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Published: Oct 30, 2012

This scenario can be a nightmare for pet owners: You hear your cat or dog come running into the house, accompanied by an overwhelming stench - skunk. Canines and felines are naturally curious animals, which is what may cause them to investigate one of these striped creatures a bit too closely, and end up coated in a stinky odor that can be very difficult to get rid of. Planning ahead for this incident will make life a lot easier if and when a skunk does strike, so here are some tips from VCA Animal Hospitals.

Understanding skunk spray
Skunks spray their odorous liquid when they feel threatened. Their white stripe makes them easy to distinguish, and most animals in the wild will know to avoid them. But dogs and cats who haven't encountered one before may not be able to interpret this warning sign, and get too close. Skunks can shoot their spray several feet, so it may be that your pet didn't even get all that near to a skunk. The spray itself is an oil that clings well to surfaces, proteins and skin, making it difficult to get rid of.

Will it harm my pet?
While it's likely an unpleasant experience for both you and your pet, the spray itself shouldn't cause any pain in dogs or cats. However, it can be dangerous if it gets in the eyes and mouth. If it does seem that your animal companion is having a negative reaction to the spray, then you should bring him to one of the nearby veterinarians for a professional opinion.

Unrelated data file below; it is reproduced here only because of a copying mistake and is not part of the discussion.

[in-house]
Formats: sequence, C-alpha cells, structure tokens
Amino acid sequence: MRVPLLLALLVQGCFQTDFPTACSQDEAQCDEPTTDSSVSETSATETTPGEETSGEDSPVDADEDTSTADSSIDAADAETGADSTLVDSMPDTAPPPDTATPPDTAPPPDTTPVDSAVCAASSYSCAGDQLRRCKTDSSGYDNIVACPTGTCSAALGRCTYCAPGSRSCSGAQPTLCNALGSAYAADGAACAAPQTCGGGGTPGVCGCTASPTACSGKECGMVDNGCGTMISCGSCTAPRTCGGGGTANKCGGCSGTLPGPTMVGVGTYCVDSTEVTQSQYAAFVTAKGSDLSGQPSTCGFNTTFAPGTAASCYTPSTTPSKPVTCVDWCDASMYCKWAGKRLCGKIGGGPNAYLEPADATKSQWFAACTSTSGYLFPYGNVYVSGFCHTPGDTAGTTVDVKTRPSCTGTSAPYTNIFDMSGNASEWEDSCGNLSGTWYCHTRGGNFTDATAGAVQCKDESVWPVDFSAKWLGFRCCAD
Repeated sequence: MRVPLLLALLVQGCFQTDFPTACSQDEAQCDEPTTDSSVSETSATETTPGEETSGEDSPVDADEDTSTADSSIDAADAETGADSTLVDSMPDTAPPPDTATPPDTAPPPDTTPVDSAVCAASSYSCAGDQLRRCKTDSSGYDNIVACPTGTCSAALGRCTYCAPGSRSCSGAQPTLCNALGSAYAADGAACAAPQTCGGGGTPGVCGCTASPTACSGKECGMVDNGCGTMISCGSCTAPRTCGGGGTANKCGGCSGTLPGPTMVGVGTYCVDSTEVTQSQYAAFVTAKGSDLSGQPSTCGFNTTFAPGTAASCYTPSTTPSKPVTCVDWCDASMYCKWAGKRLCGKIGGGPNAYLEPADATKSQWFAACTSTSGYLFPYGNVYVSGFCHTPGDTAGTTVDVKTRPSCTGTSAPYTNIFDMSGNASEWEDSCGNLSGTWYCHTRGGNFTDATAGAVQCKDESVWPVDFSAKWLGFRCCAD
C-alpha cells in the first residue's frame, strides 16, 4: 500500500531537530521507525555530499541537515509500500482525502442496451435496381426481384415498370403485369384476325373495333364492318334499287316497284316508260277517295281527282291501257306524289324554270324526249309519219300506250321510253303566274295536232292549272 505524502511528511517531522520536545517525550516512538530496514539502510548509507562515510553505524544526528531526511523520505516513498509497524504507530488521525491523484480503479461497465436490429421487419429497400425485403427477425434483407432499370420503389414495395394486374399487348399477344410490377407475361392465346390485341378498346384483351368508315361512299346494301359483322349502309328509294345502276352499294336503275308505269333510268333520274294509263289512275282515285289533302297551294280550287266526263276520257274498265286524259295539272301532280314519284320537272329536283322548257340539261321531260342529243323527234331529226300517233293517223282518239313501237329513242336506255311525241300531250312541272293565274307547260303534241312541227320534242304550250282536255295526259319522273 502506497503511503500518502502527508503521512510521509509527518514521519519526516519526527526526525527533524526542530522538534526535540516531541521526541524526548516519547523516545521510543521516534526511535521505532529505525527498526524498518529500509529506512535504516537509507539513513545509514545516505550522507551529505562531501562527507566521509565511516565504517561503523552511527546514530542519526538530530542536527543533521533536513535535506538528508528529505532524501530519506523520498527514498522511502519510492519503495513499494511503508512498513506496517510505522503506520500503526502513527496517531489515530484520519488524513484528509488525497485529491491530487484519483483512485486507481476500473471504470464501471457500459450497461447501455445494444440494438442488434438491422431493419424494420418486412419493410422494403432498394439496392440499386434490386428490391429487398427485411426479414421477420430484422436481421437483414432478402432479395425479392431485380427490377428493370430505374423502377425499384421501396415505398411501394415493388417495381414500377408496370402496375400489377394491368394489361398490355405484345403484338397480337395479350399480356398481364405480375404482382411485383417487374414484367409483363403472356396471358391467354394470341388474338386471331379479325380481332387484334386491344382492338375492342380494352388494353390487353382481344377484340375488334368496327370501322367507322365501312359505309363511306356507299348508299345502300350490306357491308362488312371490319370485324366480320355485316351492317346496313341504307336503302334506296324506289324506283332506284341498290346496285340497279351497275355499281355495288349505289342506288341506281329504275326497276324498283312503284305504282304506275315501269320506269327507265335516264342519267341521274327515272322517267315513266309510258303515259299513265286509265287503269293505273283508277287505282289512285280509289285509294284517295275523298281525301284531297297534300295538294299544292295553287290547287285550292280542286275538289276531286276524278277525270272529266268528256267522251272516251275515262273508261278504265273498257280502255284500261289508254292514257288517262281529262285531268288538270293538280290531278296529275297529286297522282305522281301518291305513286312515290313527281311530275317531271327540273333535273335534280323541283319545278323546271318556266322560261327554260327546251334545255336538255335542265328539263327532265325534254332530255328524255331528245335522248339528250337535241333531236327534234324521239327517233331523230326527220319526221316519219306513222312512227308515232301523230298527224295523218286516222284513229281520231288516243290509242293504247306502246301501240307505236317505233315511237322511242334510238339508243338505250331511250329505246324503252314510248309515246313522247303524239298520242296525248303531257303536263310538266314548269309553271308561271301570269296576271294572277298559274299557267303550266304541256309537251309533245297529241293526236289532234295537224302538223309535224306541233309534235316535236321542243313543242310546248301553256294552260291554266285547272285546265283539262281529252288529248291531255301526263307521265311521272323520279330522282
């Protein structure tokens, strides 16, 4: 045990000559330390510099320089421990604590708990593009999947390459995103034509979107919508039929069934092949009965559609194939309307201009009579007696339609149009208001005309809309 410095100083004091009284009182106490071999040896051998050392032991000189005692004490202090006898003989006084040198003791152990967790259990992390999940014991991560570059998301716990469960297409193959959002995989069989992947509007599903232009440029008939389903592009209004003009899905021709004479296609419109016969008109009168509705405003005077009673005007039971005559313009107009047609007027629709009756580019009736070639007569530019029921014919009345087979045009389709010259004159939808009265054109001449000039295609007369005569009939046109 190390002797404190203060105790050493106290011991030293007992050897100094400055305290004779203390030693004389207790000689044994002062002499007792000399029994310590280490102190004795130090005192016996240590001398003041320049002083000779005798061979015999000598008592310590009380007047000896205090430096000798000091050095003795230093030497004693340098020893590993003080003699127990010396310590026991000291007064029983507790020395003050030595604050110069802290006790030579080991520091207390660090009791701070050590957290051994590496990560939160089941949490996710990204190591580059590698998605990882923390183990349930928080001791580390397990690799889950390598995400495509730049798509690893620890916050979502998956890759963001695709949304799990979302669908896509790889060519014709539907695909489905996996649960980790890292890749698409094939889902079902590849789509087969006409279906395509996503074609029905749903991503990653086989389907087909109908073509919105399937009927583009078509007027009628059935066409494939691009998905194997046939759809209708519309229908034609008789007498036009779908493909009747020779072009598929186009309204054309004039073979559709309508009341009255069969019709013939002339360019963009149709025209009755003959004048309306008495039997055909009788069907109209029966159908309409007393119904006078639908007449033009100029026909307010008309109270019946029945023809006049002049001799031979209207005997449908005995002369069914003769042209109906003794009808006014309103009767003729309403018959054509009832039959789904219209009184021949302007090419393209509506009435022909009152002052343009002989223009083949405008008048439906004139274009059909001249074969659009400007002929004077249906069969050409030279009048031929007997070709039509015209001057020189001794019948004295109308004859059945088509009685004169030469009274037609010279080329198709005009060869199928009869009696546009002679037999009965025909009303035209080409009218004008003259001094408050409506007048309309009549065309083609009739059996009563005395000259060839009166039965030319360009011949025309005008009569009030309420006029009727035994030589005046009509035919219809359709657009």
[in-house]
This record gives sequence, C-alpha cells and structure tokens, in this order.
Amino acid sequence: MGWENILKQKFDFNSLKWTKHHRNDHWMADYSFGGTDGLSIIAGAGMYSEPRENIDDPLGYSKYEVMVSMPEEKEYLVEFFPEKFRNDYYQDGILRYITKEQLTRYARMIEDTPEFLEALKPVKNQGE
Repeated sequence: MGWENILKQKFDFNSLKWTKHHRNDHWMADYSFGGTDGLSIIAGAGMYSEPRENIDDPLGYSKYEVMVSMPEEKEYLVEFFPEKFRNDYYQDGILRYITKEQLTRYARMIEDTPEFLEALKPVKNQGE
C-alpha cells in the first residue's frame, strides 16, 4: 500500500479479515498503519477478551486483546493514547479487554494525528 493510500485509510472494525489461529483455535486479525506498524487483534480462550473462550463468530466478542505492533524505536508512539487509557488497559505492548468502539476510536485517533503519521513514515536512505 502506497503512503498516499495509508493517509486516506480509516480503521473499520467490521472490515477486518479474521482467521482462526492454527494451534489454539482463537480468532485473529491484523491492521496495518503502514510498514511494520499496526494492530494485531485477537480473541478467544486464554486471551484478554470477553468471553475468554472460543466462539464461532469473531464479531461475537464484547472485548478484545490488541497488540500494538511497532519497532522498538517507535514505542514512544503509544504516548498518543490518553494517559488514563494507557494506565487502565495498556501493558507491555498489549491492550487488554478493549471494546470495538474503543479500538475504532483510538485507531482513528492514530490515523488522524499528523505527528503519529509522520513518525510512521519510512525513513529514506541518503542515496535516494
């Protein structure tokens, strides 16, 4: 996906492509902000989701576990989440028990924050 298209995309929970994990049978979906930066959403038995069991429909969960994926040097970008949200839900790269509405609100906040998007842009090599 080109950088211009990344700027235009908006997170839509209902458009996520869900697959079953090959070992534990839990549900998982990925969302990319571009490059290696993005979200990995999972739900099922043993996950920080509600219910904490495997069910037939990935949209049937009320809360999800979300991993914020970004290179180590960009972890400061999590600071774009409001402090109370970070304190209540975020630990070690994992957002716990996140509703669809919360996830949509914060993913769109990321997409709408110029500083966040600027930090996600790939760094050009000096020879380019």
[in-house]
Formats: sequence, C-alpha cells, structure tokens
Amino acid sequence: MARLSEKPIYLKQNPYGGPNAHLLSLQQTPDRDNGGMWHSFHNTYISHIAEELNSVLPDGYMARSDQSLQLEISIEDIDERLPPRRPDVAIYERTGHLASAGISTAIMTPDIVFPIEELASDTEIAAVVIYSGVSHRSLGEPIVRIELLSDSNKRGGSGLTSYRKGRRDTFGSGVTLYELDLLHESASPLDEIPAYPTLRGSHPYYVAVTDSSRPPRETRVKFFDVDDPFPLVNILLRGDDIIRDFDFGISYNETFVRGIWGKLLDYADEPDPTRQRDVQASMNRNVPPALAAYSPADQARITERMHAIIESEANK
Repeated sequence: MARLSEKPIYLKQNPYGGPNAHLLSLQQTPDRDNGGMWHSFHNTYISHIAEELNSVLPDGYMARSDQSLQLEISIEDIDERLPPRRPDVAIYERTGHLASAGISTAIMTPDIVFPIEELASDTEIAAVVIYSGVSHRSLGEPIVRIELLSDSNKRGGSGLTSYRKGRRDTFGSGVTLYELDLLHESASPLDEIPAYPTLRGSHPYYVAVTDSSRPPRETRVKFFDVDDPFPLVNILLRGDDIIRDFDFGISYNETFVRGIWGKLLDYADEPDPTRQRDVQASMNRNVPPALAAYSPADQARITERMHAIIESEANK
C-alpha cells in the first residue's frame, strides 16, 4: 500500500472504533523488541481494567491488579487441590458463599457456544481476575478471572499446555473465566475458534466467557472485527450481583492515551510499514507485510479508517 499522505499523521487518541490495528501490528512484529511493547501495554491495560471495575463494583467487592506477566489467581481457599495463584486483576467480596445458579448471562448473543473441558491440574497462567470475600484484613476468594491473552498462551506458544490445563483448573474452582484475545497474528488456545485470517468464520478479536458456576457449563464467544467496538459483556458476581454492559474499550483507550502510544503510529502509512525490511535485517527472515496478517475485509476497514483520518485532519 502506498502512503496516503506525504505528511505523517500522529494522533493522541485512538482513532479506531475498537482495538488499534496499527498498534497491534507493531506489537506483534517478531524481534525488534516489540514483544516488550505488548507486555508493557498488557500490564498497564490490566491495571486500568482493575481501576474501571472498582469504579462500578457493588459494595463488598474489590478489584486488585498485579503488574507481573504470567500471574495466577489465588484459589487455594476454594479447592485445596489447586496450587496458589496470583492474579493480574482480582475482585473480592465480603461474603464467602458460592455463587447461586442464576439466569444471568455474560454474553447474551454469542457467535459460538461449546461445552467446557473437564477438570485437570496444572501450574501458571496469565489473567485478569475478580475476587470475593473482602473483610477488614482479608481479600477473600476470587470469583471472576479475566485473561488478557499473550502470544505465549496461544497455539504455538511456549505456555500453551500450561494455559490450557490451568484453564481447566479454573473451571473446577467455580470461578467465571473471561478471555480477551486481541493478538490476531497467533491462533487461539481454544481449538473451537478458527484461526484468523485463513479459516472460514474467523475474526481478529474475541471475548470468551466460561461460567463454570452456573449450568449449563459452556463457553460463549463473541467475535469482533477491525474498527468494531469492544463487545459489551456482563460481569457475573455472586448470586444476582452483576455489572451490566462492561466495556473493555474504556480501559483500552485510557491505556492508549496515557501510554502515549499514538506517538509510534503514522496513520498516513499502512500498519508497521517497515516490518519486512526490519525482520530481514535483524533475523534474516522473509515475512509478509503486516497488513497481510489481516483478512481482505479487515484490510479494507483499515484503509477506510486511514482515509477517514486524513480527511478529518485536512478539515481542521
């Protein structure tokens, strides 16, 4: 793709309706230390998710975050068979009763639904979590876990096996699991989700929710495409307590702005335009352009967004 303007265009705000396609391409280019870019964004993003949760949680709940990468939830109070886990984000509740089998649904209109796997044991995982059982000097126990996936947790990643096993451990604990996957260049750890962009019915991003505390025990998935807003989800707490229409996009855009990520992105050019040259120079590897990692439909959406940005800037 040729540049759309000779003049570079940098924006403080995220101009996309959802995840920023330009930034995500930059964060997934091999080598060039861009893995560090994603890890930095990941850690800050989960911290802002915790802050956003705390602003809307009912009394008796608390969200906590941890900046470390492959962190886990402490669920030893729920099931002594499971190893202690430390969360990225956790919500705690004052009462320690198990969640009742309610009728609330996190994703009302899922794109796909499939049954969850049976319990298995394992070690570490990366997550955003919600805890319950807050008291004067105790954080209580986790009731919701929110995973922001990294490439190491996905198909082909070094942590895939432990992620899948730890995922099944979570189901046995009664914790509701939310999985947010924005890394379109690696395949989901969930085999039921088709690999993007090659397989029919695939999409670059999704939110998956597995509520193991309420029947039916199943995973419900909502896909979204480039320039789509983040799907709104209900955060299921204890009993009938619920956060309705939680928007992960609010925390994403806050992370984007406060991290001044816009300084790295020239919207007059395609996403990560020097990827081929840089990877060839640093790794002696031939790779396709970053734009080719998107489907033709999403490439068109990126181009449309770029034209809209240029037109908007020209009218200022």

How can I prevent a skunk incident?
Skunks become less active in winter, which means chances of your pet having a run in with one of these creatures are higher during warm weather months. They are most active in the early mornings or just before sunset, but they have been known to appear during other times of the day and night.

Leaving your dog or cat's food outside can often draw these creatures, so if possible, keep food bowls inside. They can also be attracted to insects or grubs in your lawn, compost heaps or even easy-to-access trash bins, so be wary of these issues.

My pet has been sprayed. What can I do?
If your cat or dog has been sprayed, your first order of business should be to find a way to break down the oils in the spray, thus neutralizing the odor. You may have heard that tomato juice or vinegar works effectively, but VCA says this is an old wive's tale, and only makes a big mess.

Instead, look for products on the market that have been developed by scientists to neutralize skunk spray. If your pet was sprayed in the early morning or late at night, this may not be an option, in which case you may have to resort to a homemade recipe. These usually involve a combination of hydrogen peroxide, baking soda, and dish washing detergent.